Technical Brief

A Control-Theoretic Approach to Neural Pharmacology: Optimizing Drug Selection and Dosing

[+] Author and Article Information
Gautam Kumar

Department of Electrical and Systems Engineering,
Washington University,
St. Louis, MO 63130
e-mail: gautam.kumar@wustl.edu

Seul Ah Kim

Department of Biomedical Engineering,
Washington University,
St. Louis, MO 63130
e-mail: seulah.kim@wustl.edu

ShiNung Ching

Department of Electrical and Systems Engineering,
Division of Biology and Biomedical Sciences,
Washington University,
St. Louis, MO 63130
e-mail: shinung@wustl.edu

1Corresponding author.

Contributed by the Dynamic Systems Division of ASME for publication in the JOURNAL OF DYNAMIC SYSTEMS, MEASUREMENT, AND CONTROL. Manuscript received July 24, 2015; final manuscript received March 2, 2016; published online May 25, 2016. Assoc. Editor: Jongeun Choi.

J. Dyn. Sys., Meas., Control 138(8), 084501 (May 25, 2016) (8 pages) Paper No: DS-15-1342; doi: 10.1115/1.4033102 History: Received July 24, 2015; Revised March 02, 2016

The induction of particular brain dynamics via neural pharmacology involves the selection of particular agonists from among a class of candidate drugs and the dosing of the selected drugs according to a temporal schedule. Such a problem is made nontrivial due to the array of synergistic drugs available to practitioners whose use, in some cases, may risk the creation of dose-dependent effects that significantly deviate from the desired outcome. Here, we develop an expanded pharmacodynamic (PD) modeling paradigm and show how it can facilitate optimal construction of pharmacologic regimens, i.e., drug selection and dose schedules. The key feature of the design method is the explicit dynamical-system based modeling of how a drug binds to its molecular targets. In this framework, a particular combination of drugs creates a time-varying trajectory in a multidimensional molecular/receptor target space, subsets of which correspond to different behavioral phenotypes. By embedding this model in optimal control theory, we show how qualitatively different dosing strategies can be synthesized depending on the particular objective function considered.

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Grahic Jump Location
Fig. 1

Schematic diagram of optimal drug selection and dosing to achieve a desired endpoint in the receptor space. (a) Conventional PK–PD modeling approach. (b) Receptor dynamics based modeling approach wherein a particular dosing strategy leads to a time-varying trajectory indicating the fraction of bound receptors. (c) An optimal controller designs dosing of n available drugs by minimizing an appropriately defined cost function. The drug PK then determines time-varying effect site concentrations, and the dynamic receptor-binding model subsequently generates a trajectory in the multidimensional receptor space. The control objective is to drive this trajectory to some endpoint, corresponding to a desired behavioral outcome.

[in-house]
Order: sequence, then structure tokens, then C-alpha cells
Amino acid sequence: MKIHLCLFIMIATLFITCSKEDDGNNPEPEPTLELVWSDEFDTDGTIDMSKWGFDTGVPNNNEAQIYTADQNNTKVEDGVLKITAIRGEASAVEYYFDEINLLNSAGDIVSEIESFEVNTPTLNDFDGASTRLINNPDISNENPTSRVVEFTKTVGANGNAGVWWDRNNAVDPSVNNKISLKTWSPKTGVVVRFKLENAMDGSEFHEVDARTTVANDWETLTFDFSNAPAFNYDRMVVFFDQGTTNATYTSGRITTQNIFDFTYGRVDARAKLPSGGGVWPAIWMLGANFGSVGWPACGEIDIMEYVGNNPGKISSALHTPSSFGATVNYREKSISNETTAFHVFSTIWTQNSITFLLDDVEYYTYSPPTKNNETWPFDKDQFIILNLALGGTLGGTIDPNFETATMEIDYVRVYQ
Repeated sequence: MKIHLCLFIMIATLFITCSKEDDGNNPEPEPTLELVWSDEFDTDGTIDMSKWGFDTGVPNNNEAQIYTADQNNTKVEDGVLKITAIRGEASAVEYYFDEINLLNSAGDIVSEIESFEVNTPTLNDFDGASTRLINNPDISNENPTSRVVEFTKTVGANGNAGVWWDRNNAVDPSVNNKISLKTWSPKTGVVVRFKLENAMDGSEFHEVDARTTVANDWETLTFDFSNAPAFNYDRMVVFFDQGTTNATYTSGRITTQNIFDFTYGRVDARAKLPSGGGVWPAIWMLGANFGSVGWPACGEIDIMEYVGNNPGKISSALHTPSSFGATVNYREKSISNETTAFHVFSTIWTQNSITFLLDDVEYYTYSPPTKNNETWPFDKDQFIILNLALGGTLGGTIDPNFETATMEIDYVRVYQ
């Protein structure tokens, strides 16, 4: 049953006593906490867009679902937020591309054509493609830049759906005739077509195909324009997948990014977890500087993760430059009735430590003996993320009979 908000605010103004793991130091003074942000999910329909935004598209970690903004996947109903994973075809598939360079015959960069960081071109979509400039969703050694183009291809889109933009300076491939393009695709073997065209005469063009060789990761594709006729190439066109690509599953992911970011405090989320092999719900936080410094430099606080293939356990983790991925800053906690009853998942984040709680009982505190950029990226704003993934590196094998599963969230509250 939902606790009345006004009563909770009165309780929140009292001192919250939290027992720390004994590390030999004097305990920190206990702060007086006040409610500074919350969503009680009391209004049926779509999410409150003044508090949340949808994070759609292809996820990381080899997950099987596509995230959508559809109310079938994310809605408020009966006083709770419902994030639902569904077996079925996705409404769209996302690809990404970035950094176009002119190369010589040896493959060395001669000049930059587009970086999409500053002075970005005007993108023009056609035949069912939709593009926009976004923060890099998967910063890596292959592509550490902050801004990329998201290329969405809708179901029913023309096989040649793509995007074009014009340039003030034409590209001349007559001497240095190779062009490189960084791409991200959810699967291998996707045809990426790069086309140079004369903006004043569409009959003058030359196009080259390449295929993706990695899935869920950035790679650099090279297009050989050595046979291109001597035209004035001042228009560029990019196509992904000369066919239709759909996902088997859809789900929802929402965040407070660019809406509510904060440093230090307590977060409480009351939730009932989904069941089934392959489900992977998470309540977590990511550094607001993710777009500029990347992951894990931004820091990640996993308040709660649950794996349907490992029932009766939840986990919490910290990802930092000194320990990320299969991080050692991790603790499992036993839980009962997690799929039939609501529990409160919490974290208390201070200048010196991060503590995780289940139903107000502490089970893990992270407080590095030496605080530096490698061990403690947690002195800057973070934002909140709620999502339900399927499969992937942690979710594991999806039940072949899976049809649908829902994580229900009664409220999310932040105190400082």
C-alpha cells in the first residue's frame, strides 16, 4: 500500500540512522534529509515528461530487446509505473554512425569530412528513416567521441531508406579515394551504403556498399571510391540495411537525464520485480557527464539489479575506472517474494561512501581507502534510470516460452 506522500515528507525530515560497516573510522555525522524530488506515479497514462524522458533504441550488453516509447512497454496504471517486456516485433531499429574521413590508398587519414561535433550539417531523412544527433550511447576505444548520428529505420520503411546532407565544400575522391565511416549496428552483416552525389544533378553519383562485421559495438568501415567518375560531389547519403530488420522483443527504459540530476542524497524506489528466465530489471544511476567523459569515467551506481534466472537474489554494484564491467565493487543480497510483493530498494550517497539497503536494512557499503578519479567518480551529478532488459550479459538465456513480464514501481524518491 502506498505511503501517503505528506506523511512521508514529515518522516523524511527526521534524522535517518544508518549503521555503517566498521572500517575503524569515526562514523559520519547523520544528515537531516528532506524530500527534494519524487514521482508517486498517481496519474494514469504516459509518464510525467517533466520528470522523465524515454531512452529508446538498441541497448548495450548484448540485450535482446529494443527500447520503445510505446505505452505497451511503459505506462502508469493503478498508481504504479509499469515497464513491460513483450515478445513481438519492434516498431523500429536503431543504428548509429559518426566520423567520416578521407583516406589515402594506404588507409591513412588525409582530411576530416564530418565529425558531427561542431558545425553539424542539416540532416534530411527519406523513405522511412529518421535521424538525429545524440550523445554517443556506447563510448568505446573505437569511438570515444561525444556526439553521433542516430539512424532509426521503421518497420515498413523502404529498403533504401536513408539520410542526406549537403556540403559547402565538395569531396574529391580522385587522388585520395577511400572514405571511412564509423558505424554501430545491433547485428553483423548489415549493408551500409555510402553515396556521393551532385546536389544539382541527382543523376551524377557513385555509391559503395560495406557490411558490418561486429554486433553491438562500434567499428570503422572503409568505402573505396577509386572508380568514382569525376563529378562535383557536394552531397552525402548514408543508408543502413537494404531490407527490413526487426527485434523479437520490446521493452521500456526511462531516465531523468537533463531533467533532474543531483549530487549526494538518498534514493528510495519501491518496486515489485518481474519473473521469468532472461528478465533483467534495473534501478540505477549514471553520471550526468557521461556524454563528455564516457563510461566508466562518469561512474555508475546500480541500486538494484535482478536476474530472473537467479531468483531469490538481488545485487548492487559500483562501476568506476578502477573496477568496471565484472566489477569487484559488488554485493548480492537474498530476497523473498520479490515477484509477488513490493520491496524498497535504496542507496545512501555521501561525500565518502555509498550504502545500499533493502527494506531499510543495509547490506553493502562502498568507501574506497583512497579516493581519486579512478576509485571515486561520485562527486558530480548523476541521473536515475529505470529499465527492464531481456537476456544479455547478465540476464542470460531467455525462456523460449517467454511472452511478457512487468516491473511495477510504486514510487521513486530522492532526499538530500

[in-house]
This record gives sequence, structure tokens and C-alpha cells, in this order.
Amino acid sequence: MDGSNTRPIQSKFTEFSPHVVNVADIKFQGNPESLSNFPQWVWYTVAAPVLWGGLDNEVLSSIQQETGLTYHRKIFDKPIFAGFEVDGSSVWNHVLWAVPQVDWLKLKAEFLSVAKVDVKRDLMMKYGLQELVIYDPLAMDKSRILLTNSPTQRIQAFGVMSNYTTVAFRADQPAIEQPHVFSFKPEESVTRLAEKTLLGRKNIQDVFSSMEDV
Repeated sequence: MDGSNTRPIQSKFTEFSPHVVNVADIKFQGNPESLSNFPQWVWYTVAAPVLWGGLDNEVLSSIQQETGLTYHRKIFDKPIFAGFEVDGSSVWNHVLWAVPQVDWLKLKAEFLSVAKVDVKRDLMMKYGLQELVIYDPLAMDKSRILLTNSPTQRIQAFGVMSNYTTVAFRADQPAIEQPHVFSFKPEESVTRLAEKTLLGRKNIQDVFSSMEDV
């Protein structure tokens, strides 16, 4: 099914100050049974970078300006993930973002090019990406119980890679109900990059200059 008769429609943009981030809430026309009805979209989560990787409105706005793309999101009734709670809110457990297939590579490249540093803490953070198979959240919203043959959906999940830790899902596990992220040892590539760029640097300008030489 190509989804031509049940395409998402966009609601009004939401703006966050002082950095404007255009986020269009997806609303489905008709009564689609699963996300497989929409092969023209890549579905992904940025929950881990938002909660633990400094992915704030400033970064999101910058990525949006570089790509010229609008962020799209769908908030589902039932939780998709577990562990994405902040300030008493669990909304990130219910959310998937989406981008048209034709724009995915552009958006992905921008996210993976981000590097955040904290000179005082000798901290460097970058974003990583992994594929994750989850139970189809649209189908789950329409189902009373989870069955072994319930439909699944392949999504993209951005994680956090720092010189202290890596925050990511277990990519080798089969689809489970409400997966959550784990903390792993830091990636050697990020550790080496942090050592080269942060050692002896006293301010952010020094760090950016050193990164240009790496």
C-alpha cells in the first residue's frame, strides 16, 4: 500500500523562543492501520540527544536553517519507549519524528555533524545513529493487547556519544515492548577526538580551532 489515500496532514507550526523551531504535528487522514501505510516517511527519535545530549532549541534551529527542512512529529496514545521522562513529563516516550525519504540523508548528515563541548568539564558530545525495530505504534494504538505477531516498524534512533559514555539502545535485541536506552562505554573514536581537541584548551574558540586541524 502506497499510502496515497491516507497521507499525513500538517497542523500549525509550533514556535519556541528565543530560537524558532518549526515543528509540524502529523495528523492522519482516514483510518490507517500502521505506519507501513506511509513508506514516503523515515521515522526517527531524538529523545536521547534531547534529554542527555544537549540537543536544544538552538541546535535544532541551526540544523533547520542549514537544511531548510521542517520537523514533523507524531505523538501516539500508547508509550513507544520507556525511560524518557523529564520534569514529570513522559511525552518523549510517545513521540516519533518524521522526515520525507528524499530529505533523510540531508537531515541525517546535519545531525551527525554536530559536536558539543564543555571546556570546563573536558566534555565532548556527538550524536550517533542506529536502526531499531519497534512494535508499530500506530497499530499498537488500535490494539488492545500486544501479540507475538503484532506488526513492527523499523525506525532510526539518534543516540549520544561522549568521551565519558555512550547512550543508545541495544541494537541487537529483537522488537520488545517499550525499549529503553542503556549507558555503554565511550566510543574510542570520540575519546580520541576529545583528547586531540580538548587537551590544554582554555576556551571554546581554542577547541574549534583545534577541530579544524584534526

Grahic Jump Location
Fig. 2

Comparison of various cost functions in optimal selection and dosing of fentanyl, sufentanil, alfentanil, and remifentanil (top: low-price per unit fentanyl and bottom: high-price per unit fentanyl). (a) Bolus-type (sparse) dosing of drugs using an L1 cost function, (b) smooth dosing of drugs using an L2 quadratic cost function, and (c) smooth but spatially sparse dosing of drugs using L2 − L1 norm minimization. (d) Trajectories of bound μ and κ receptors for each of these dosing designs in the receptor space (solid: low-price per unit fentanyl and dashed: high-price per unit fentanyl). Note that u(t) represents the quantity (dimensionless) administered per minute.

Grahic Jump Location
Fig. 3

Design of optimal dosing to target paradoxical excitation with propofol. (a) Spectrogram of the model output as a function of the fraction of GABAA receptors bound by propofol. (b) The model consists of reciprocally coupled excitatory and inhibitory neurons, each modeled using voltage-gated conductance equations. The fraction of receptors bound modulates the GABA-ergic synaptic conductance and decay time. The design objective here is to induce the paradoxically elevated firing rate, corresponding to approximately 70% of receptors bound. (c) The optimal dose trajectories, (d) model output frequency, and (e) fraction bound trajectories are shown for L1- and L2-based cost functions.

Grahic Jump Location
Fig. 4

Circumventing constraints in the receptor space. (a) Optimally designed sparse dosing of three drugs, namely, fentanyl, alfentanil, and remifentanil (shown in (b)) fails to circumvent the region corresponding to a hypothetical paradoxical effect (shaded region in (a)) in the receptor space in (a). Adding another drug sufentanil in the optimal control design (shown in (c)) allows the system to achieve the desired state in the receptor space by circumventing the region corresponding to a hypothetical paradoxical effect in the receptor space.



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